Today's classroom differs greatly from the classroom a decade ago. This is due, in part, to the changing demographics of students across the United States where diversity is now the norm. As children enter the educational system with diverse backgrounds, they are exposed to new experiences that facilitate changes in interests, behaviors, and learning styles. One way to address diversity in the classrooms is to focus on the model of differentiated instruction (DI). The purpose of this chapter is to discuss DI and its relationship to Universal Design for Learning (UDL), provide information why DI is a valuable model for students with EBD, and review DI modifications and adaptations that serve as academic and behavior change elements in the classroom. At the core of both of these models lies the need for flexibility and adaptations to the learning environment and materials to meet the needs of all students. Furthermore, there is a heavy emphasis from both of these constructs to allow all students access to the general education environment – not just physical but the educational benefits. To best address the social, emotional, behavioral, and academic needs of students with EBD, educators must differentiate their instruction.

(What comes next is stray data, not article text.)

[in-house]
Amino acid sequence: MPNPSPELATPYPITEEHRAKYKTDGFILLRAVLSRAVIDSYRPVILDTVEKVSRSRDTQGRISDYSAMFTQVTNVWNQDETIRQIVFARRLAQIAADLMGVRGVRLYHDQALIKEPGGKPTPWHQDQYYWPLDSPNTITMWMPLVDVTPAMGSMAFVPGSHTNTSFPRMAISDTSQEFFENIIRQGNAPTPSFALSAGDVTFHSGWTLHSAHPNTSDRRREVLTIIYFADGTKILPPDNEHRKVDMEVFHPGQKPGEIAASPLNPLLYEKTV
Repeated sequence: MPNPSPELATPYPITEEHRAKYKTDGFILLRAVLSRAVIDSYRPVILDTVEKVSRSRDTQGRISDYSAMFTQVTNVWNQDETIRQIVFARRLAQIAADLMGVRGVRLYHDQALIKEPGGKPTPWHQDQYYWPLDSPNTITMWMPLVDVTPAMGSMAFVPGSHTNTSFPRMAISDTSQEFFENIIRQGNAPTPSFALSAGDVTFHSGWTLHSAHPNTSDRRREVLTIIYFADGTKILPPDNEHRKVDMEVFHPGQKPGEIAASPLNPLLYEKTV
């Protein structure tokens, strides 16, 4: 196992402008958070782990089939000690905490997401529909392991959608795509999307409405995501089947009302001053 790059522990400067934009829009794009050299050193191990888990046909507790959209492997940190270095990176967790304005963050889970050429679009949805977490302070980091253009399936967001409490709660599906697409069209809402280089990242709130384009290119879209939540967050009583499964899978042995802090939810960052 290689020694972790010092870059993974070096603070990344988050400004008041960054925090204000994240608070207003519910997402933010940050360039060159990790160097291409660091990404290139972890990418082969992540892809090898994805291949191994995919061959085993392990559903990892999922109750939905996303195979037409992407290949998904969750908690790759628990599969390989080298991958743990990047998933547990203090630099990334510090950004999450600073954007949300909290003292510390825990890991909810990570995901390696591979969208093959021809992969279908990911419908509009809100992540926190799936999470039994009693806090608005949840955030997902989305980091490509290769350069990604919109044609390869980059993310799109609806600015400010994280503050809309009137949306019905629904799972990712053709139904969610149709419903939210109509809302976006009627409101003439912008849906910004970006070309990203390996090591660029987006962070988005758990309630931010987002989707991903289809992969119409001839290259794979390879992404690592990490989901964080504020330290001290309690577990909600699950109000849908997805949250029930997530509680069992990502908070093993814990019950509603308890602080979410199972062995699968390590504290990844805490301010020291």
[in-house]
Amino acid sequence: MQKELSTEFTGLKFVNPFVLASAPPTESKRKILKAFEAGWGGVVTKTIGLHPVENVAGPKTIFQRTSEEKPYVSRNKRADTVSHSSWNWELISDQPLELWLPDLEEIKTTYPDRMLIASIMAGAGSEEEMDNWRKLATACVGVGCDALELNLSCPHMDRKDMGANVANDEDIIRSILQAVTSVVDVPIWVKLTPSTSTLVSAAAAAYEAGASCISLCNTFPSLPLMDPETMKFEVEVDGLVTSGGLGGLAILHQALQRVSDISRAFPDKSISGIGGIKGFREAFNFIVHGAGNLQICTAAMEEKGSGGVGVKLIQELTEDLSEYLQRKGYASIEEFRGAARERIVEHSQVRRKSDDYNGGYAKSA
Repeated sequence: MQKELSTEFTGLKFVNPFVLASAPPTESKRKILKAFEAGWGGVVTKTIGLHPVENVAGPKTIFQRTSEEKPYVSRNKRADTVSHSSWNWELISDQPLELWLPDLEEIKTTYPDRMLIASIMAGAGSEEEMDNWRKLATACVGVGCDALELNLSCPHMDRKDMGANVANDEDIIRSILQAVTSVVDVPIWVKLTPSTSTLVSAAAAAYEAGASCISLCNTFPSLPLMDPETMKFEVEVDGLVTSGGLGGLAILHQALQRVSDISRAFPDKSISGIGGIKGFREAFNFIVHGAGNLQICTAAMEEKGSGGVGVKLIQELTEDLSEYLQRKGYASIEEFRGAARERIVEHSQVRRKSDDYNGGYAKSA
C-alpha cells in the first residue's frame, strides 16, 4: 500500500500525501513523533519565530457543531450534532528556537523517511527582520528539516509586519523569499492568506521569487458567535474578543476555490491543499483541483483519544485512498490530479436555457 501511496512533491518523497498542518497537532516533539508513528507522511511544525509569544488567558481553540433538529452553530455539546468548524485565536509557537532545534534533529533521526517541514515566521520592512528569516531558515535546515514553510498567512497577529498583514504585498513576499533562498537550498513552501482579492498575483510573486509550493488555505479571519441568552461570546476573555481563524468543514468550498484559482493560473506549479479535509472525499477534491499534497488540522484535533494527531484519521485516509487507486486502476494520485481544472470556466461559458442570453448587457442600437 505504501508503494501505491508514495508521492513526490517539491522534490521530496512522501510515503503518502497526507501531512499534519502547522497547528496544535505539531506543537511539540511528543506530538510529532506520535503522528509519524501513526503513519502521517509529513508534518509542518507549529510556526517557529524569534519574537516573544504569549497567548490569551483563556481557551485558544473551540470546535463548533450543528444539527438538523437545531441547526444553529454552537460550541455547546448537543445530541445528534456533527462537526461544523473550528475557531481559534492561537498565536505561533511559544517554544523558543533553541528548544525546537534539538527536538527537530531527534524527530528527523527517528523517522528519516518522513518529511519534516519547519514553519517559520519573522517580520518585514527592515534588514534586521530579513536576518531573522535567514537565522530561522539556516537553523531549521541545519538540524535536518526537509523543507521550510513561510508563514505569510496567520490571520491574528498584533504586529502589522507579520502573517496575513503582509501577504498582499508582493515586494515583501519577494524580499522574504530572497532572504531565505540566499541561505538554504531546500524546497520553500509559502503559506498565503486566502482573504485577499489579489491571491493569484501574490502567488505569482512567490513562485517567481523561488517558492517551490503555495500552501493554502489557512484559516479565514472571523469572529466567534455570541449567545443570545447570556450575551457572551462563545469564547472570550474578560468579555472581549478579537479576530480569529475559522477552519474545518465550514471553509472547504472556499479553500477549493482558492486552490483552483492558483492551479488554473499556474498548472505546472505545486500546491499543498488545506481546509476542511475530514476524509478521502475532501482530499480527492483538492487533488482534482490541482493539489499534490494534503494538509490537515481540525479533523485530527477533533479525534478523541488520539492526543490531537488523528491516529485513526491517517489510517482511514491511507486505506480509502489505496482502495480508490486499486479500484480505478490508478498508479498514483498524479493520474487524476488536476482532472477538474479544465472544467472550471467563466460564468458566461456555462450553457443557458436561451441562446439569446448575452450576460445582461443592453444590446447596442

Borders, C., Jones Bock, S. and Michalak, N. (2012), "Chapter 9 Differentiated Instruction for Students with Emotional and Behavioral Disorders", Bakken, J., Obiakor, F. and Rotatori, A. (Ed.) Behavioral Disorders: Identification, Assessment, and Instruction of Students with EBD (Advances in Special Education, Vol. 22), Emerald Group Publishing Limited, Bingley, pp. 203-219. https://doi.org/10.1108/S0270-4013(2012)0000022012Download as .RIS
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